BEDMINSTER — The tax rate stays the same under the proposed 2021 budget, but there's a shift in what some of the funding is used for.

This year, the 7.5 mill property tax rate included four mills for the general fund, 2.5 mills for open space and one mill for the fire companies serving the municipality, Township Manager Rich Schilling said in a telephone interview.

After meeting with the fire and ambulance companies to discuss a request for additional funding, the Bedminster Township Board of Supervisors told the staff to come up with a way to provide another mill of funding for the emergency services, but do it without raising taxes, he said. 

Ottsville, Plumsteadville and Dublin volunteer fire companies and Point Pleasant-Plumsteadville EMS serve the township, he said.

Next year's proposed budget keeps the 7.5 mills, but reallocates it to five mills for the general fund, 1.5 mills for open space and one mill for the fire companies, he said.

"In essence, we're gonna have a total of two mills that will go to the fire departments," Schilling said. "One is a one mill dedicated tax and one is from the general fund."

With the change, the proposed 2021 general fund budget includes a $116,991 contribution to the rescue organizations. The 2020 budget had a $4,000 contribution.

Bedminster officials are hoping to meet with neighboring municipalities to work out a long-term plan for supporting the rescue organizations, Schilling said.

Income for the proposed $3,000,227 general fund budget includes $575,960 from real estate taxes, $1,527,000 from earned income taxes and $150,000 from cable television franchise fees. Expenses include $1,130,595 for police/public safety, $297,635 for public works, $557,654 for employee benefits and insurance, and $173,890 for capital improvements.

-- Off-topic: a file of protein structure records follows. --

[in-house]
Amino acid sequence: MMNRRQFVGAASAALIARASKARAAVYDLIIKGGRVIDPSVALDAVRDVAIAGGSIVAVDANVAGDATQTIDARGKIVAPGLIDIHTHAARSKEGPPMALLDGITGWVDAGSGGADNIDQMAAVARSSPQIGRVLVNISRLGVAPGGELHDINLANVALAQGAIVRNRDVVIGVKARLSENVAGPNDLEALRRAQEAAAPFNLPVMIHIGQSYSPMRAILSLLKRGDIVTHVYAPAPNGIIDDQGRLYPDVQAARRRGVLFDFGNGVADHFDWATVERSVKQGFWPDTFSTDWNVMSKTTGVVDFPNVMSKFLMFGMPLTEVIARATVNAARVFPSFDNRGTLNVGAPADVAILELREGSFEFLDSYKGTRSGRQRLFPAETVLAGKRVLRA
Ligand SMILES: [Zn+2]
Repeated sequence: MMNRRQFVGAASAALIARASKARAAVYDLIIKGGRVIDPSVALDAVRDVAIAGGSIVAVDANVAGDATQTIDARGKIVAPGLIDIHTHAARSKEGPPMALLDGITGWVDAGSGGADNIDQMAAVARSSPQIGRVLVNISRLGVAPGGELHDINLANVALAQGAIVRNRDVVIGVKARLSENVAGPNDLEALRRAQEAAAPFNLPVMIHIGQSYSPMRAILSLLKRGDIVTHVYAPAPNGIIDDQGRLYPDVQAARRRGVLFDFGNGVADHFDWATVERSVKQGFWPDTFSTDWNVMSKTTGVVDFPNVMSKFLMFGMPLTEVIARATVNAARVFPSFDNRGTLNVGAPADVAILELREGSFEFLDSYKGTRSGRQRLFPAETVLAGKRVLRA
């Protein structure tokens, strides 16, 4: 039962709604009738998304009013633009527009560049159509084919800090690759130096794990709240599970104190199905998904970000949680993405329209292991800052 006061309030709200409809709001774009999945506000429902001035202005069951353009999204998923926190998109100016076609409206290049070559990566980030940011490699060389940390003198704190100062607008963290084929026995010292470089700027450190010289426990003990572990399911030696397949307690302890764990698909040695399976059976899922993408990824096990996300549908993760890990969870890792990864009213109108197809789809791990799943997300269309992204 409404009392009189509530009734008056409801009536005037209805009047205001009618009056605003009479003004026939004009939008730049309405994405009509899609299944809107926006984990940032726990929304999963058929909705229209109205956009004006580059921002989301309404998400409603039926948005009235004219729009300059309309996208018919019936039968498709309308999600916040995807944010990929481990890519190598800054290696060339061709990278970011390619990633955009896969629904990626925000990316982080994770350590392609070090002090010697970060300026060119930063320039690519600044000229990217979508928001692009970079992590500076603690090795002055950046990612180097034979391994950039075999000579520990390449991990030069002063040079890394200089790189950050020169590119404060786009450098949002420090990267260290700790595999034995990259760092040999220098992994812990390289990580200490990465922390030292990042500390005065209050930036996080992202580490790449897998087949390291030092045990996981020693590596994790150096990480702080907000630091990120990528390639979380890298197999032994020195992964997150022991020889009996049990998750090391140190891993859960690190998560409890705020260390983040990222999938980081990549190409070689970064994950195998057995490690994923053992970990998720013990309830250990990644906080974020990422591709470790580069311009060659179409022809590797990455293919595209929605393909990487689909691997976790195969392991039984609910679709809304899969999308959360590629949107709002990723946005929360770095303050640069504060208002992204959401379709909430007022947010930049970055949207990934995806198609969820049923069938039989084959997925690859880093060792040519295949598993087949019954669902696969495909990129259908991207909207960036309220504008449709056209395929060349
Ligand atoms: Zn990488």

"Our income remains steady. Covid has had a minimal impact. We believe that we're going to be around one to two percent plus or minus on our budget overall," Schilling said.

"Right now we're tracking higher than we were a year ago, but it's taken us this long to make that catch," he said. "Normally, by May or June, we're already surpassing where our income was. This year, it took all the way up to October."

The cost of health insurance premiums decreases next year, he said. The budget includes plans to add a foyer to the township administrative offices on Elephant Road, a new copier for the township office; a new police car; a small dump truck with a plow and spreader for the public works department; and a new roadside mower for public works, he said.

The township continues to hold the line on spending, he said.

"All the capital projects for this year pretty much got deferred," Schilling said, "and then maybe even reduced a little bit just to be cautious on where we're at with the economy."

The final vote on the budget will be in December.

In another matter, Schilling said the Nov. 11 Bedminster Township Board of Supervisors meeting included repealing the township's grading ordinance, which has been replaced by a new stormwater ordinance.

Applications that have already been filed under the grading ordinance are grandfathered and will continue to be under that ordinance, he said.

The township is also working on making rules for stormwater control for swimming pools on lots that are less than an acre, he said.

"When people put in swimming pools, there could be some drainage issues, so we're looking at how to regulate those," Schilling said. 

   

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